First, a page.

2.3.1: What is a Weapon?
The first issue encountered is the definition of a weapon. Is a wrench a weapon? It depends on the context. Cyber weapons fixate on one aspect of a network; Stuxnet had benign to non-existent effects beyond the computers at Natanz that controlled the centrifuges (source). Iran would undoubtedly define Stuxnet as a weapon. In contrast, the US and Israel would see it as a tool to prevent a conventional strike on the Natanz plant.
2.3.2: Exponential Technological Advancement
The second issue arises with the rapid evolution of the cyber domain. One of the reasons nuclear arms treaties were allowed to exist was because of “[t]he lag time in nuclear innovation giv[ing[ states breathing room to adjust arms control agreements or develop other means, such as tailored intelligence or their own complementary programs, to mitigate the fears posed by technological advances” (source). Cyberspace faces no such lag time in the near term. Additionally, it is nigh impossible to identify an adversary’s capabilities, stockpiles, and intent in the cyber domain (source).
2.3.3: Mechanisms of Enforcement
Third, it is impossible to enforce the mandate of an arms control agreement regarding the use of cyber weapons. Whereas conventional weapons can be analysed using intelligence gathered from human sources, satellite imagery, and diplomatic traffic, cyber arms cannot be so easily monitored (source). Non-state actors can develop and export their own weapons. Tracking cyber weapon use is very difficult compared to seismic tests, eyewitness testimony, and intelligence used to enforce other nuclear and conventional arms control agreements.
2.4: The Future of Cyber Arms Control
The issues described in the previous section do not precede the ultimate failure of cyber arms control. Indeed, experts assert that cyber arms control is both necessary and doable, but considerations must be taken (source)(source).
2.4.1: Reaching a Consensus
First, nations must reach a consensus on what constitutes a cyber weapon (source). With cyber capabilities increasingly becoming more dangerous, this is more likely as time goes on. Are disinformation campaigns, such as those used by Russia during its interference in the 2016 US elections (among many other examples), cyberweapons (source)? These are the essential questions that policy makers must answer in order to lay the foundation of a cyber arms control agreement.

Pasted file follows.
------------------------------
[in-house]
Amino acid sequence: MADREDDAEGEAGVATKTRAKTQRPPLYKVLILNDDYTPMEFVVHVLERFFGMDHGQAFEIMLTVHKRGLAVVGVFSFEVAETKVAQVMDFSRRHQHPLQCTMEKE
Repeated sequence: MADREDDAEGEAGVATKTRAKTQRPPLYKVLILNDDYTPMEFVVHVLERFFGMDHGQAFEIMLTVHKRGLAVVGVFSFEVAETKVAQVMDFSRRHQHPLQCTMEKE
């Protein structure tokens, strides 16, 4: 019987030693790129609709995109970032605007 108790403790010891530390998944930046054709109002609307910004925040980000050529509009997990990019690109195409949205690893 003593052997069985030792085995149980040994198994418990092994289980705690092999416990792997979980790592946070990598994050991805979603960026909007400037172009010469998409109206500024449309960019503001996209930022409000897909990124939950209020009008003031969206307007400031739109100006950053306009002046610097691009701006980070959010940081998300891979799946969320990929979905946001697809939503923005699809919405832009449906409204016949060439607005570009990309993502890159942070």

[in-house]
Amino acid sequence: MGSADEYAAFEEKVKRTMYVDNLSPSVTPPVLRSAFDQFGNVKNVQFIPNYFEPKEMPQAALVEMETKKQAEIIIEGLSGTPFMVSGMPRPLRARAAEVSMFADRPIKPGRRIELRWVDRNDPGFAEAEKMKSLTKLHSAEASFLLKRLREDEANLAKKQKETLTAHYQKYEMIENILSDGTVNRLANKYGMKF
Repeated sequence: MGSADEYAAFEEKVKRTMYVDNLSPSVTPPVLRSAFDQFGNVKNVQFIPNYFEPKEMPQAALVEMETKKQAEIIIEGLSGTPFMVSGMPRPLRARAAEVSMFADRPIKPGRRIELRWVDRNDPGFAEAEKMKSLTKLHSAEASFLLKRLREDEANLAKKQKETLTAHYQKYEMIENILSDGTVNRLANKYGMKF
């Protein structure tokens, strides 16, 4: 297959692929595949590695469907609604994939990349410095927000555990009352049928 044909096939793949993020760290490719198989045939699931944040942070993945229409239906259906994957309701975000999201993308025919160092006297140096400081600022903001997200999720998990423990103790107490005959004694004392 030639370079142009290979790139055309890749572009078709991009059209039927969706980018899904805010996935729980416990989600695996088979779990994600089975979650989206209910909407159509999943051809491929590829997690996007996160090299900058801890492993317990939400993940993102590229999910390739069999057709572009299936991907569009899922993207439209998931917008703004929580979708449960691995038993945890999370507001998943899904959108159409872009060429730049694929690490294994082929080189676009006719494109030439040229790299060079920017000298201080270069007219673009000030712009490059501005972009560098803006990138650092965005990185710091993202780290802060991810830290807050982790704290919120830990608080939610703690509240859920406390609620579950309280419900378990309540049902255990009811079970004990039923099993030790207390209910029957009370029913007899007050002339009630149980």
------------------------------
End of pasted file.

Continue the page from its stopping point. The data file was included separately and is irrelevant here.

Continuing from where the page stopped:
2.4.2: Instituting Export Controls
Next, it is important to institute controls on the export of cyber weapons (source). How this will come into form depends on the outcome of the first step. However, ensuring that cyberweapons do not reach dangerous non-state actors or pariah states will be an inescapable part of any future cyber arms control agreement.
2.4.3: Identifying Cyberweapon Capabilities
Nations must codify their cyber weapons by capability and intended use before arms control regimes can be instituted (source). As implied above, traditional arms control requires understanding your rival’s potential for harm; this step ensures that the stakes are made clear. The Wassenaar Arrangement on Export Controls for Conventional Arms and Dual-Use Goods and Technologies is an example of such a policy leading to more stable, long-term agreements (source).
2.4.4: Additional Considerations
Finally, it is important to understand that cyber arms control agreements will likely be on a case-by-case basis and enforced through formal and informal mechanisms (source). The unique nature of cyber weapons, being designed for hyper-specific tasks, means that a one-size-fits-all approach is unlikely to work, especially as capabilities continue to develop (source). States may choose to physically sign a document pledging not to use or limit the use of cyber weapons, or they may choose to strike an informal agreement to the same end. Red lines, or lines in the sand, are also fairly effective methods of instituting informal arms control (source).
Cyber arms control presents a unique situation for a multitude of reasons. There is a demonstrated need to limit the employment of these devices, given the potential for economic and physical damage they can inflict. At the same time, there are a multitude of issues that come with attempting to apply lessons from past arms control endeavours. Cyberspace is a fundamentally new environment. We can draw lessons from the past. However, they cannot be solely relied upon. The path ahead will be difficult, but it is necessary.